Tags: Ashcroft | Asks | for | Speed | New | Authority

Ashcroft Asks for Speed on New Authority

Monday, 24 September 2001 12:00 AM

Ashcroft said a Federal Aviation Administration decision to temporarily ground all domestic crop-dusting aircraft until midnight was based on an FBI "nationwide alert," that the planes could be used to spread chemical or biological weapons.

According to Ashcroft, Mohamed Atta, the terrorist suspected of steering the first of two aircraft to hit the World Trade Center towers, "was acquiring knowledge of crop-dusting aircraft prior to the attacks on Sept. 11."

He also said that the search of "computers, computer disks and personal baggage of another individuals whom we have in custody" showed he had researched crop dusting.

"We have no clear indication of the time or place of any such attack," Ashcroft said, but added that, "The American people do not have the luxury of unlimited time in erecting the necessary defenses to future terrorist acts."

"Terrorism is a clear and present danger to Americans today."

Democrats said they agree with much of what Ashcroft wants, but said some of the administration's requests appear to conflict with the Constitution.

Committee Chairman James Sensenbrenner, R-Wis., has set a markup of a bill based on Ashcroft's request for later this week. Committee Ranking Member John Conyers said Congress needs enough time to work out the constitutionally "troubling" aspects of what the administration wants.

Ashcroft asked the House Judiciary Committee Monday for new power to tap cell phones and trace computer correspondence, use immigration laws to detain or deport threatening individuals, and infiltrate and steal terrorists' financial assets.

But Democrats signaled concern over the administration's request to use immigration law to detain indefinitely and deport dangerous individuals without judicial oversight.

"Indefinite detention is unconstitutional," Conyers said. "Indefinite detention has not been upheld by the courts."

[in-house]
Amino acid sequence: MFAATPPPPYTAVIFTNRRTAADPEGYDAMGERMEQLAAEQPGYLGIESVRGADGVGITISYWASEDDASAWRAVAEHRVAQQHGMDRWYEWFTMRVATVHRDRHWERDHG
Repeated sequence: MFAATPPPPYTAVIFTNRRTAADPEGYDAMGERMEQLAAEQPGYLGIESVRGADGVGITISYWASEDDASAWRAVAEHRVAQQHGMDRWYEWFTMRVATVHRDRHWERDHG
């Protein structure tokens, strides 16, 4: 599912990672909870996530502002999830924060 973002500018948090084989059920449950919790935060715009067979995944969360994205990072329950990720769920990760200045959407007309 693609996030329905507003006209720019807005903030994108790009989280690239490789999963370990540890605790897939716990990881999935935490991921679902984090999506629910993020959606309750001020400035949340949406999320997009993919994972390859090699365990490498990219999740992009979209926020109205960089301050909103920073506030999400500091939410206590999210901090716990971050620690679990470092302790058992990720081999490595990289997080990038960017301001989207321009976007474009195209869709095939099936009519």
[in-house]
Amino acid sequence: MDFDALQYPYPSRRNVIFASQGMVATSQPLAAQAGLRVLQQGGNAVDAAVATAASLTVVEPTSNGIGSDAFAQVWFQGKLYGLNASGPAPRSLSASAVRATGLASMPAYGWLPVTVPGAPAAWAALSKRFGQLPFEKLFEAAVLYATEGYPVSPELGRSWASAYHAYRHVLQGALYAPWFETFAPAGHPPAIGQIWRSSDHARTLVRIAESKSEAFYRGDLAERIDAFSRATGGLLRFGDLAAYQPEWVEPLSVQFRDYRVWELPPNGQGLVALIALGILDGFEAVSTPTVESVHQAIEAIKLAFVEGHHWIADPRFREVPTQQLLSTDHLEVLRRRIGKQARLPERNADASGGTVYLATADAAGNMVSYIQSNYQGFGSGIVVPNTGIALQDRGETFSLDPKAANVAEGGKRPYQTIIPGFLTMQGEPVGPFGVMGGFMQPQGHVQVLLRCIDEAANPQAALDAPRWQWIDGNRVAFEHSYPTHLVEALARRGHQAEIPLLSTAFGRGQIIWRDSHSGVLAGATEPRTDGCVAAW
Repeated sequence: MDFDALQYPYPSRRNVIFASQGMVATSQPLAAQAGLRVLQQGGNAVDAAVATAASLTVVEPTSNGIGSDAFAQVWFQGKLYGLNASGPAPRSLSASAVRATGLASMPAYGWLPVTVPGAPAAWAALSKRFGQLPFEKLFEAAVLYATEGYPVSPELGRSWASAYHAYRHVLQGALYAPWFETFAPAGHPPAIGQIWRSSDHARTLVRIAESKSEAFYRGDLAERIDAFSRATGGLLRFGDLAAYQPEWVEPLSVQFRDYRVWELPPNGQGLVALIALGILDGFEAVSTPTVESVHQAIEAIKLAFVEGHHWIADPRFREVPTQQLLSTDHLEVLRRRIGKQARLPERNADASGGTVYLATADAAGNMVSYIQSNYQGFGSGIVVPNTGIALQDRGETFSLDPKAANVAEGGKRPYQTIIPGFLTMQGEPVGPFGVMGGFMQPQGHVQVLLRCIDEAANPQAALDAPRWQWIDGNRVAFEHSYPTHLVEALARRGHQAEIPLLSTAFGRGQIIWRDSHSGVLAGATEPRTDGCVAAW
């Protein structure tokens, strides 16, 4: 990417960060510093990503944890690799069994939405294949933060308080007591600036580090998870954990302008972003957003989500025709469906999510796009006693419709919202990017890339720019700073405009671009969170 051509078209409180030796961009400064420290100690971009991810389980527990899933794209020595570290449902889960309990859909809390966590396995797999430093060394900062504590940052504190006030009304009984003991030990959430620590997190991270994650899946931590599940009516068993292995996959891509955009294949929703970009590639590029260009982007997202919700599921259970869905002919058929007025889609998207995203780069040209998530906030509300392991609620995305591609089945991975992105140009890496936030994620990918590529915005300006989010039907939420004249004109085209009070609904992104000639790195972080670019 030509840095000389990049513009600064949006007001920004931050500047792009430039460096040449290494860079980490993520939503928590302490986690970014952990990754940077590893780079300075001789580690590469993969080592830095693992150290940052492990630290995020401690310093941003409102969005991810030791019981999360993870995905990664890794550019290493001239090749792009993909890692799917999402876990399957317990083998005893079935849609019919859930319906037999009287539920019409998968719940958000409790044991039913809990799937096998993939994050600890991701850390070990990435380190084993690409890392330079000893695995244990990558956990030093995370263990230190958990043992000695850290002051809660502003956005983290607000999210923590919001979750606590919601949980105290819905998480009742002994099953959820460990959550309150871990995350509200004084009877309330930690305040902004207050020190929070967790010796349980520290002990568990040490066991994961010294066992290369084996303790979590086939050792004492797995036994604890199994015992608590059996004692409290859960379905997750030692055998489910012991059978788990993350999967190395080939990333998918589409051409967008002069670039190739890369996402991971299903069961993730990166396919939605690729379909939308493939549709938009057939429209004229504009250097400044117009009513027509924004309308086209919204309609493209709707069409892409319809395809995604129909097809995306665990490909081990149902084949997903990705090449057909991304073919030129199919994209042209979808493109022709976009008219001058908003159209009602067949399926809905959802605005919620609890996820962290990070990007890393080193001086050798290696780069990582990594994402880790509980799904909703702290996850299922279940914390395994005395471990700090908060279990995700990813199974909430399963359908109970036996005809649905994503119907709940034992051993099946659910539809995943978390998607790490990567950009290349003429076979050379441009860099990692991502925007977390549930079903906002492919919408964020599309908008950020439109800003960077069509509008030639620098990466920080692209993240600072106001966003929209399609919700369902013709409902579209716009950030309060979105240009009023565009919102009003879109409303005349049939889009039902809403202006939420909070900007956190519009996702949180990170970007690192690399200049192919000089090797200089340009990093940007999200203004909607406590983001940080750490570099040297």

Conyers also said some of the expanded wire-tapping authority Ashcroft wants could also prove unworkable. For example, the administration wants to use information gained from wiretaps in other countries that if performed here would violate the Constitution. "We are deeply troubled by that," Conyers said.

Civil liberties groups have also complained that the Foreign Intelligence Surveillance Act allows the government to skip legal hurdles and quickly tap phones so long as the action is designed to prevent espionage. While Ashcroft has asked for a broad expansion of that authority, it remains unclear if the government would restrict the use of it only to terrorist investigations.

Senate Judiciary Committee Chairman Sen. Patrick Leahy, D-Vt., said his panel would take whatever time was necessary to work out the kinks. Leahy noted that on the heels of the bombing of the federal building in Oklahoma City in 1995, the Senate quickly moved on anti-terrorism legislation. Now, Congress is being asked to come back and do it again.

"We want to do it right," Leahy said. "After Oklahoma City, we rammed through a bill in two months, and we still had to go back and repair it."

Copyright 2001 by United Press International. All rights reserved.

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Ashcroft said a Federal Aviation Administration decision to temporarily ground all domestic crop-dusting aircraft until midnight was based on an FBI nationwide alert, that the planes could be used to spread chemical or biological weapons. According to Ashcroft, Mohamed...
Ashcroft,Asks,for,Speed,New,Authority
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2001-00-24
Monday, 24 September 2001 12:00 AM
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